September 19, 2011 | BITE: My Journal

Wong Is So Right (CLOSED)

“Tiger in the Kitchen” Cheryl Tan tastes a Jack Daniels-cider cocktail.Photo: Steven Richter
“Tiger in the Kitchen” Cheryl Tan tastes a Jack Daniels-cider cocktail. Photo: Steven Richter

       What keeps a restaurant critic dining out after 43 years besides love, money and irrational hunger? For me, it’s the undying dream that dinner will be wonderful. It mostly is tonight at Wong. Our friends have arrived ahead of us. His Hudson corn whiskey cocktail with lavender and fresh peach is surprisingly tart, just to my taste, so I order a Cornelia, the only other cocktail option - Jack Daniels with unfiltered apple cider.  It looks very fashion week, accessorized with a big slice of crisp apple. There’s a tad too much cinnamon but lemon juice makes a citric tang. Not sweet at all, as if custom-made for me. I’m definitely in a good mood.


An improbable toss of shrimp fritters, ham, rice noodles and watermelon. Photo: Steven Richter

       Then come luscious shrimp fritters crisped in a sweet potato-jicama batter, served in an improbable toss of ham, rice noodles and watermelon (Asian pears replace melon this week). The waiter pours on noun mum sauce. So much is happening in my mouth: smooth saltiness of ham, rich fritter crackle, the sauce’s preserved fish salinity, a grassy crunch of greens.  The table is covered with plates. My friends have moved on. I’m still hooked on fritters. 


Simpson Wong's rice noodles with fried egg. Photo: Steven Richter

       And egg foo young. I never stop craving egg foo young, always with a flash of memory, my mother ordering it in the ‘50s, “sauce on the side, please.” Now with lobster and a dried shrimp crumble on top served in its own black iron skillet, it’s regal and uppity. “It’s just poor food,” Chef-owner Simpson Wong says. “We were poor and I was the youngest. I always ordered the egg foo young. Here I wanted to make it luxurious.” Our companion tosses it, mixing in leeks and onions from below and portions it into our four celadon green bowls. Very pretty, but not practical when we’re sharing everything, and it all slides together.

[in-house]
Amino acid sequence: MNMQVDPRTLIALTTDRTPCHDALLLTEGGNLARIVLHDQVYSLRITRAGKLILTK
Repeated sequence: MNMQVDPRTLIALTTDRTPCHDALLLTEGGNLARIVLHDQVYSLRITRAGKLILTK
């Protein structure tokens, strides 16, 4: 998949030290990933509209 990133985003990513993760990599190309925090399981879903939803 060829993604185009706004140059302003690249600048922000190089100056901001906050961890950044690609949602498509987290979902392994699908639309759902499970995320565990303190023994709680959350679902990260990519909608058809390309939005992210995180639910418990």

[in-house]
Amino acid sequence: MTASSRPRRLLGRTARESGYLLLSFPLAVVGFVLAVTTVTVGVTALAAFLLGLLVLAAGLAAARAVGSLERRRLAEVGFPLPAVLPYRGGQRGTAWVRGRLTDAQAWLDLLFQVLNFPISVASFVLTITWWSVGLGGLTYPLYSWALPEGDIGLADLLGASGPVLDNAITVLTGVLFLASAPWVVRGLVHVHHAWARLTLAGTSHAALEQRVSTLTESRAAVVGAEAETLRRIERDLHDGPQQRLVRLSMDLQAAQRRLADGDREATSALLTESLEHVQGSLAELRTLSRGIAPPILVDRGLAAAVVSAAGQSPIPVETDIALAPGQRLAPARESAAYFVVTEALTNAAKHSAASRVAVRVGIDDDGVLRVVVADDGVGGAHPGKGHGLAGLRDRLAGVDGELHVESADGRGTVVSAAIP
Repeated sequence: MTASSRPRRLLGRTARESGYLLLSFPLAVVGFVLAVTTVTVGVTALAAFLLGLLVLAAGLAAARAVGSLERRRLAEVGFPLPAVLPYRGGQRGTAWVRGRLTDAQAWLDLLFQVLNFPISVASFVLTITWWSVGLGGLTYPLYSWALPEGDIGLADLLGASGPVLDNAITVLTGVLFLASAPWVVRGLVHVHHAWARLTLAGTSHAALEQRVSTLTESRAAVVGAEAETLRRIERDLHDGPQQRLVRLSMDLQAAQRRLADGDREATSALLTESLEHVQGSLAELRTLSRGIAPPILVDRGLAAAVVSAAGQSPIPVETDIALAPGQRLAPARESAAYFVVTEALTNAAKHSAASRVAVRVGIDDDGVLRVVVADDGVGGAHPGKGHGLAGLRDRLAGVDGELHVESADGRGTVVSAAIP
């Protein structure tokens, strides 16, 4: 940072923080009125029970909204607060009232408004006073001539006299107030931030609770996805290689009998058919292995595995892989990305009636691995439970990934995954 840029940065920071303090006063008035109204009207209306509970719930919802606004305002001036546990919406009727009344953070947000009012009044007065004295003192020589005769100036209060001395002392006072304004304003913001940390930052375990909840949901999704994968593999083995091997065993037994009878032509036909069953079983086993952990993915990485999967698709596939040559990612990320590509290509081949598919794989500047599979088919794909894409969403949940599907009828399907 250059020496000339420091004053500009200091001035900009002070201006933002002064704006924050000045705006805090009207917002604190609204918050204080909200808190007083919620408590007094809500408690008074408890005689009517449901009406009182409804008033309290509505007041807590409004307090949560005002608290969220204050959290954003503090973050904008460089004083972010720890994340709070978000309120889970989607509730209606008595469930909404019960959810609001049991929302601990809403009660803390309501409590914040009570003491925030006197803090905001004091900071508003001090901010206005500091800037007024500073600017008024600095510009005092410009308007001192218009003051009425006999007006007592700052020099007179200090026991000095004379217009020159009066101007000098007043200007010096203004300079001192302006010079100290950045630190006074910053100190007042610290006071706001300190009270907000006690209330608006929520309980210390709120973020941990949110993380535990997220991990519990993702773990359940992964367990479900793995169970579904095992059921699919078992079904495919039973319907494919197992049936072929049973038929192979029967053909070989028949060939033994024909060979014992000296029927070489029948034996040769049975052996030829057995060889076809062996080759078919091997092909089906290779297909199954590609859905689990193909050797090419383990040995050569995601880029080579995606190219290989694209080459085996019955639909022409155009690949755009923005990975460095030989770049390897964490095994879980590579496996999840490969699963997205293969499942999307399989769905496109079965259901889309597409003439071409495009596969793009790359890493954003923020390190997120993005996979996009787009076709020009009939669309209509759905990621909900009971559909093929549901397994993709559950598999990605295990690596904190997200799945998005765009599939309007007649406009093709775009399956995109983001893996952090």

Small celadon bowls are pretty, but jumble tasting shares. Photo: Steven Richter.

       I want to add a slice of Hakka pork belly with turnips and marvelous little taro root tater tots to my bowl but don’t want to compromise the taste. Wong’s pork belly is unique too, judiciously trimmed, modestly fatty and moist, without that adepoise layer I always want to cut away. And why Hakka? “Because that’s my dialect,” he explains.


Spanish mackerel crudo with seaweed, purlsane, crushed rice crackers. Photo: Steven Richter

       Wong wants us to try the Newport steak tataki with rau ram leaves that comes with bone marrow on brioche and a sprinkle of Amagansett salt. We hadn’t ordered the scallops with duck’s tongues but  they’ve come anyway, the scallops deliciously caramelized.  It’s the weird little tongue he wants us to taste. One of my least favorite parts, I must admit, but frying them crisp does make a difference.  


Creamed corn without cream tastes as fresh as if cooked in the field. Photo: Steven Richter

      I’m won by the stickiness of rice noodles with pork and sea cucumber ragu, more egg and chestnuts – no, not water chestnuts - European chestnuts.  Creamed corn - without cream here - is the essence of summer, warmed in the field seconds after shucking. “I press some of the corn to make the cream,” the chef confides. Go soon. Local corn can’t last much longer.


Chef-owner Simpson Wong with sidekick Blake Joyal in open kitchen. Photo: Steven Richter